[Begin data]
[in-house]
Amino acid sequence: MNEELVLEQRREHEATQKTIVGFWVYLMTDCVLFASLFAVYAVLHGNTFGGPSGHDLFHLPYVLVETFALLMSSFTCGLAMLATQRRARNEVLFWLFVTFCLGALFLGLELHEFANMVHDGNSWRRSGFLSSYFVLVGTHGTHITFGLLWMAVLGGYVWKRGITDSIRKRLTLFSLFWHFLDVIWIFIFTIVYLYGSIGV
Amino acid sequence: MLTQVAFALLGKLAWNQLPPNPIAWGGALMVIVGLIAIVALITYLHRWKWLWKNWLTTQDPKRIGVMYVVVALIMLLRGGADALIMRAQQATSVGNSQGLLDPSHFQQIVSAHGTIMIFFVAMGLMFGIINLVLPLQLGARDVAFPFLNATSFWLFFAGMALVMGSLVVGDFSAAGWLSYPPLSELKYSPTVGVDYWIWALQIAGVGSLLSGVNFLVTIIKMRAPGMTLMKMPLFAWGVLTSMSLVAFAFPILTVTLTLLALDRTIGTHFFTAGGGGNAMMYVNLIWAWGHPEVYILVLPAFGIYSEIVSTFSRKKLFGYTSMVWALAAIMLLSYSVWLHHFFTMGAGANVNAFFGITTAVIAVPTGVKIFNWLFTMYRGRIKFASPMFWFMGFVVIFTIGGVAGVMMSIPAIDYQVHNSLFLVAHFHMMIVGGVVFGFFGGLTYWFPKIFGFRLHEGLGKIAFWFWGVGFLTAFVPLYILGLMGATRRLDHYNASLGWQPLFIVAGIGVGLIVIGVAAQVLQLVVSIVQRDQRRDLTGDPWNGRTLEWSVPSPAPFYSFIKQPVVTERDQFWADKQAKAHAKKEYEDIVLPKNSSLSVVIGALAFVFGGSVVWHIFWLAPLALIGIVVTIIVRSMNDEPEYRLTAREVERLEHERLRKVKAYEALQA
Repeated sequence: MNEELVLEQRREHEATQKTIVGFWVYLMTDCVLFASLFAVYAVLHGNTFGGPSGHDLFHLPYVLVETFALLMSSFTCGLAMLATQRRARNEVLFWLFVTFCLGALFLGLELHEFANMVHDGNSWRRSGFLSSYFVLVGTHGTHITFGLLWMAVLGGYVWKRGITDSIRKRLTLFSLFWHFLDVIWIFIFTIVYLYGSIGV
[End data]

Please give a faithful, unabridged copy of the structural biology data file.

[in-house]
Amino acid sequence: MNEELVLEQRREHEATQKTIVGFWVYLMTDCVLFASLFAVYAVLHGNTFGGPSGHDLFHLPYVLVETFALLMSSFTCGLAMLATQRRARNEVLFWLFVTFCLGALFLGLELHEFANMVHDGNSWRRSGFLSSYFVLVGTHGTHITFGLLWMAVLGGYVWKRGITDSIRKRLTLFSLFWHFLDVIWIFIFTIVYLYGSIGV
Amino acid sequence: MLTQVAFALLGKLAWNQLPPNPIAWGGALMVIVGLIAIVALITYLHRWKWLWKNWLTTQDPKRIGVMYVVVALIMLLRGGADALIMRAQQATSVGNSQGLLDPSHFQQIVSAHGTIMIFFVAMGLMFGIINLVLPLQLGARDVAFPFLNATSFWLFFAGMALVMGSLVVGDFSAAGWLSYPPLSELKYSPTVGVDYWIWALQIAGVGSLLSGVNFLVTIIKMRAPGMTLMKMPLFAWGVLTSMSLVAFAFPILTVTLTLLALDRTIGTHFFTAGGGGNAMMYVNLIWAWGHPEVYILVLPAFGIYSEIVSTFSRKKLFGYTSMVWALAAIMLLSYSVWLHHFFTMGAGANVNAFFGITTAVIAVPTGVKIFNWLFTMYRGRIKFASPMFWFMGFVVIFTIGGVAGVMMSIPAIDYQVHNSLFLVAHFHMMIVGGVVFGFFGGLTYWFPKIFGFRLHEGLGKIAFWFWGVGFLTAFVPLYILGLMGATRRLDHYNASLGWQPLFIVAGIGVGLIVIGVAAQVLQLVVSIVQRDQRRDLTGDPWNGRTLEWSVPSPAPFYSFIKQPVVTERDQFWADKQAKAHAKKEYEDIVLPKNSSLSVVIGALAFVFGGSVVWHIFWLAPLALIGIVVTIIVRSMNDEPEYRLTAREVERLEHERLRKVKAYEALQA
Repeated sequence: MNEELVLEQRREHEATQKTIVGFWVYLMTDCVLFASLFAVYAVLHGNTFGGPSGHDLFHLPYVLVETFALLMSSFTCGLAMLATQRRARNEVLFWLFVTFCLGALFLGLELHEFANMVHDGNSWRRSGFLSSYFVLVGTHGTHITFGLLWMAVLGGYVWKRGITDSIRKRLTLFSLFWHFLDVIWIFIFTIVYLYGSIGV